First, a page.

Dave Grohl Made Me Do It

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“My friend had no idea that when he gave me a copy of that first Foo Fighters album, it would change the direction of my entire life.”

If you’re anything like me, music has shaped who you are as a person.  Specific bands transformed your life in some way.  When you heard their music, you were headbanging to it not just because the heavy riffs were awesome, but because the music and what it represents resonated with the core of your personality. Rock says it’s okay to go against the trend.  Rock says sometimes “normal” is boring.  We wanted more of that energy and adventure.

One album in particular flipped my world upside down.  I was 16 years old when a friend of mine handed me a copy of the very first Foo Fighters album; the one where Dave Grohl played every instrument himself.  It was basically a solo project that eventually turned into one of the greatest rock bands of our time.  My friend had no idea that when he gave me a copy of that first Foo Fighters album, it would change the direction of my entire life.

Honestly I don’t think I even listened to the album right away.  A month or so went by before I finally put that first Foo Fighters CD on in my car.  When I finally gave it a listen, I was blown away.  I could not believe one person could have written and recorded everything I was hearing.  My friend had said something else that stuck with me; “I think you could make your own album like this,” he said.

Foo Fighters “Self-Titled” album, 1995

That first Foo Fighters album was much more raw and less polished than most popular music of that time.  I had no hope of recording an album that would have a glossy multi-million dollar studio sound, but the quality of that early Foo Fighters record seemed much more achievable for me.  My parents had an old Hewlett Packard computer and I loaded it up some recording software and old classic computer games; Warcraft, Starcraft, and a bunch of old Star Wars games for when I had writer’s block.  If I didn’t have to eat I’d probably never have left that room.  I began recording my first solo album.

It’s funny, a few months earlier I had actually tried recording an original song I had written.  When I listened back to the recording, I was so embarrassed at the sound of my own voice that I gave up.  My friend could see my potential though.  His words gave me enough courage to try again.  Sometimes it takes someone else to see the potential in us before we see it in ourselves.  This time I would finish recording the song and go on to record an entire album.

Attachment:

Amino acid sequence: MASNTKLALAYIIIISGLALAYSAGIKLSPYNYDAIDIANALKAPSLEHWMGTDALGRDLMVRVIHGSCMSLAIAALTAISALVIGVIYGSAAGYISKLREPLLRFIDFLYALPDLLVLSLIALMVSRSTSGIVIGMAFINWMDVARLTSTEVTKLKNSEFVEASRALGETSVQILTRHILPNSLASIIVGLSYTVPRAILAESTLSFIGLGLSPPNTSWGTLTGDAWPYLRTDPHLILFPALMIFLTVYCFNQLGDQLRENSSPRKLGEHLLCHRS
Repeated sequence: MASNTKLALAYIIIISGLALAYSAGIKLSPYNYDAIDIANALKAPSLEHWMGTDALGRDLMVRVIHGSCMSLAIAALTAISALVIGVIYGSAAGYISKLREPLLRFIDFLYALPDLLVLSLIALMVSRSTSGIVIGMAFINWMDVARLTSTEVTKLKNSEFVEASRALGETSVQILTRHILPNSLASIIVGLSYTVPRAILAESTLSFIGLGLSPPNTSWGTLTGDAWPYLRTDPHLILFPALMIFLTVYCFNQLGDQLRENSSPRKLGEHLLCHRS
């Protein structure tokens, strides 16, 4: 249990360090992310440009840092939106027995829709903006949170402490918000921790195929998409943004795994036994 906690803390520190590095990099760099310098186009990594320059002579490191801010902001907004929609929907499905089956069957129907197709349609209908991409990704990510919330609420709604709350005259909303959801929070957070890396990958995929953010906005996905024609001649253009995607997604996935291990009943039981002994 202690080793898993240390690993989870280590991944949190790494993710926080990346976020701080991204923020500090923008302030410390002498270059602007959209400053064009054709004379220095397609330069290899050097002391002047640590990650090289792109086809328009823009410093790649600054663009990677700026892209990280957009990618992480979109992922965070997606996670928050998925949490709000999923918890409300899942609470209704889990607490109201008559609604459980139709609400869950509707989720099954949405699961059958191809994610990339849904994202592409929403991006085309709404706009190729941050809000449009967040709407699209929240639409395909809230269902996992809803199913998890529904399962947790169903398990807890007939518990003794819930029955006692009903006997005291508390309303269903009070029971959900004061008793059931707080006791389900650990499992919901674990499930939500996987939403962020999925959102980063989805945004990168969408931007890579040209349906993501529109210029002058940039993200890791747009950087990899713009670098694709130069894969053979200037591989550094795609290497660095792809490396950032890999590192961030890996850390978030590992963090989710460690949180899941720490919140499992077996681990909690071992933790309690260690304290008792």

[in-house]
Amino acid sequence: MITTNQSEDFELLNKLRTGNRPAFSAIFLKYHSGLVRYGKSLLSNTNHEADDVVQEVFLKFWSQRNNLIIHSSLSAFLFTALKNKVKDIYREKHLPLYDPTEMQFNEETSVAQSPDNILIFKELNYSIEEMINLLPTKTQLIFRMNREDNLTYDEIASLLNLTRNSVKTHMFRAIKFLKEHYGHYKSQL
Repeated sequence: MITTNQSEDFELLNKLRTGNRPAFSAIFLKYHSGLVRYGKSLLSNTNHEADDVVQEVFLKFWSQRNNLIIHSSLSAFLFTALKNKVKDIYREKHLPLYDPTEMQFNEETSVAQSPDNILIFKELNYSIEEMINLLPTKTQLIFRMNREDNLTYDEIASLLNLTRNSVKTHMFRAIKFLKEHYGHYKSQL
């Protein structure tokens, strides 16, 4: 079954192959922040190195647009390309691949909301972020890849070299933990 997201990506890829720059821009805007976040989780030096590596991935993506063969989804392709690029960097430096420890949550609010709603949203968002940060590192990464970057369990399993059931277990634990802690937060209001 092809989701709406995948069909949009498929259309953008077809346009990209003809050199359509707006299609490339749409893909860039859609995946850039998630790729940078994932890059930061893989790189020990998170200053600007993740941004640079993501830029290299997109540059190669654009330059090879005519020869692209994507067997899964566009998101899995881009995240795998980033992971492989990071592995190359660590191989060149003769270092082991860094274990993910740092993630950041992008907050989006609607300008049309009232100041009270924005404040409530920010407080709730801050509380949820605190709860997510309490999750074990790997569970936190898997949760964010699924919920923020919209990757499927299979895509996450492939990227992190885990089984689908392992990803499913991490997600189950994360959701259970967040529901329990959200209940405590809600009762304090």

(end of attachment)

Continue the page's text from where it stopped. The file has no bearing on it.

I only had one $10 microphone at the time, and I used it to record every instrument on that first album.  I think I thought I was recording the next Foo Fighters or Audioslave album, but it didn’t turn out nearly as great as I’d hoped.  In fact it was pretty terrible!  I called it Nathan Vs. The Crustaceans and the album cover was a photo of my head photo-shopped onto a grasshopper’s body.  I don’t know what that had to do with anything, but I thought it was hilarious.  I never officially released it to the public, but I passed out homemade CD’s to friends.  It was a start though.

That first Foo Fighters album helped define my sound for years to come.  You can still hear how Dave Grohl influenced my songwriting in my music today.  Take the song from the video above for example.  The main guitar riff from B Is For Bombs is somewhat reminiscent of the 1995 Foo Fighters song Watershed.  My drumming style is a hybrid blend developed from years of listening to Dave Grohl and Taylor Hawkins.  I even learned how to write a chorus melody and structure a song from studying Foo Fighters albums.  In addition, that first Foo Fighters album would make me believe that a normal guy like me recording in his house could participate and belong in the music world.  The music business was no longer just for the million-dollar rock star or celebrity.  There was suddenly room for people like us.  We could make songs that inspire too.  The dream of becoming an original musician finally seemed achievable for normal people like you and me.  Now, when people ask why I became a songwriter, I can say “Dave Grohl made me do it!”

Today I’m 33 years old and I am still writing and recording new songs.  Hopefully I’ve come a long way.  Okay, just for fun, here’s my Top 10 most influential albums list.  These are the albums that continue to “shape” me as a musician and songwriter.  I know you’ll recognize some of these gems.  I’d love to hear your list as well, so be sure to let me know in the comments below!

My Top 10 List:

1. Foo Fighters – Self Titled (but my favorite of theirs is Wasting Light)

2.  Weezer – The Blue Album

3.  Green Day – Nimrod (I chose this because Time Of Your Life is on it, but my actual favorite Green Day album is probably Warning)

4.  Pearl Jam – Vs.

5.  Toadies – Hell Below Stars Above

6.  Avenged Sevenfold – City of Evil

7.  Red Hot Chili Peppers – Stadium Arcadium

8.  Kings Of Leon – Come Around Sundown

9. Coldplay – Viva La Vida

10.  Blur – Self-Titled

Bonus picks! Our Lady Peace – Curve, Pete Yorn – Back and Forth, Chevelle – La Gargola, Jimmy Eat World – Invented, Rage Against the Machine – The Battle of Los Angeles

I bet there’s a lot about me that you can infer just from reading my list.  So what albums influenced you the most?  Let me know in the comments below!

Sincerely,

Nathan (aka Vandarth)

 

B Is For Bombs appears on Vandarth’s latest album Space Coffin.

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